Terry Scott has been a historic and vocal critic of the monarchy and stated in a 2016 interview "the monarchy is an outdated, corrupt, and inept institution where a family is given a life and near-endless privilege and luxury, and is proof that Sierran society is plagued with inequality". in 2015 during the abdication of Charles II, Scott said that he was "satisfied" with his abdication and only wished that "he was the last monarch and his abdication brought an end to an unequal relic of a system". When asked about Elizabeth II, he said that he had no problem of her wanting to govern Sierra, but said that he would only accept her as a leader if she was democratically elected. When asked about the idea of divine right to rule Scott said that the notion was ridiculous and said "the divine right to rule is a dated concept that not only worsens inequality within politics and society by assuming that God wants this one person to rule a whole kingdom, but also lacks any justification in the Bible. No verse or anything is cited to justify ruling and it makes the institution ludicrous". When Elizabeth II was sworn in as the new Queen of Sierra, Scott refused to attend the event as part of the Citizen Oath to boycott any even sponsored by the monarchy.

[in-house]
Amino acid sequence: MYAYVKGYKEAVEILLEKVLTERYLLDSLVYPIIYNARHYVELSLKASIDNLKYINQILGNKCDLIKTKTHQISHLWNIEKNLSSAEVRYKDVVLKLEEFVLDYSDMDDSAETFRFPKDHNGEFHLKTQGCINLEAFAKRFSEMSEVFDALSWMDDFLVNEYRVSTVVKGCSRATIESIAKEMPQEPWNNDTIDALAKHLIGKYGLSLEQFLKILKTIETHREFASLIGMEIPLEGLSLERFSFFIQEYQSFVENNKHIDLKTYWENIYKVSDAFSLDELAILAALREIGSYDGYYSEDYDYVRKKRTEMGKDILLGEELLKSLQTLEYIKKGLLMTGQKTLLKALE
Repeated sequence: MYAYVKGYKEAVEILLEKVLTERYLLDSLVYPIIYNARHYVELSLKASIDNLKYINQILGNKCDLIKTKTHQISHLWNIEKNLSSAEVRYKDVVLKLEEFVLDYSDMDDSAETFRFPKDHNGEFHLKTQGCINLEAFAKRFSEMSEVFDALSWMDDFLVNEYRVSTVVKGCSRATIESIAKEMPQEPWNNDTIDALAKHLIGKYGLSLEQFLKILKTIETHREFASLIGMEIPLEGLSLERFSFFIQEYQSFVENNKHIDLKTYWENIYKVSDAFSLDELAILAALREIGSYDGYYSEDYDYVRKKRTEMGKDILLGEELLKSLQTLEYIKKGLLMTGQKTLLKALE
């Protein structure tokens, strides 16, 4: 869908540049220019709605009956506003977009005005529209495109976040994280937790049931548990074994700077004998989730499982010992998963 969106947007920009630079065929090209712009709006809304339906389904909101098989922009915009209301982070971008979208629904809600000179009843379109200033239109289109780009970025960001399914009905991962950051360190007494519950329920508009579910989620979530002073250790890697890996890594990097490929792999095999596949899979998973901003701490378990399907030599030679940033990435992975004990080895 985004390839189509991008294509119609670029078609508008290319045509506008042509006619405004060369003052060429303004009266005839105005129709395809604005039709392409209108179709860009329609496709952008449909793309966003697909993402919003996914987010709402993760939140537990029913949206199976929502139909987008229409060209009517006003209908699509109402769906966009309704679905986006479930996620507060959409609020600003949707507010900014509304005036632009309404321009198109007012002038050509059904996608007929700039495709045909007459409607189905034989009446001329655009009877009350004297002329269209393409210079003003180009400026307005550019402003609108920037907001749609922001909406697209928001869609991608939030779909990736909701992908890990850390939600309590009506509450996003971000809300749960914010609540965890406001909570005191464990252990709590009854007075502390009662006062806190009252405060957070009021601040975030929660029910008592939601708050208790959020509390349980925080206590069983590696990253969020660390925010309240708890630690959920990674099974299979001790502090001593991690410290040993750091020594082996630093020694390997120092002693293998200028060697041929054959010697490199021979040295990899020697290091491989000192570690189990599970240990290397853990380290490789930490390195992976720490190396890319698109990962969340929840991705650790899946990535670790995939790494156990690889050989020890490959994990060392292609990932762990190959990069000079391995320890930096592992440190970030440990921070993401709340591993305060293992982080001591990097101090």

Economic policy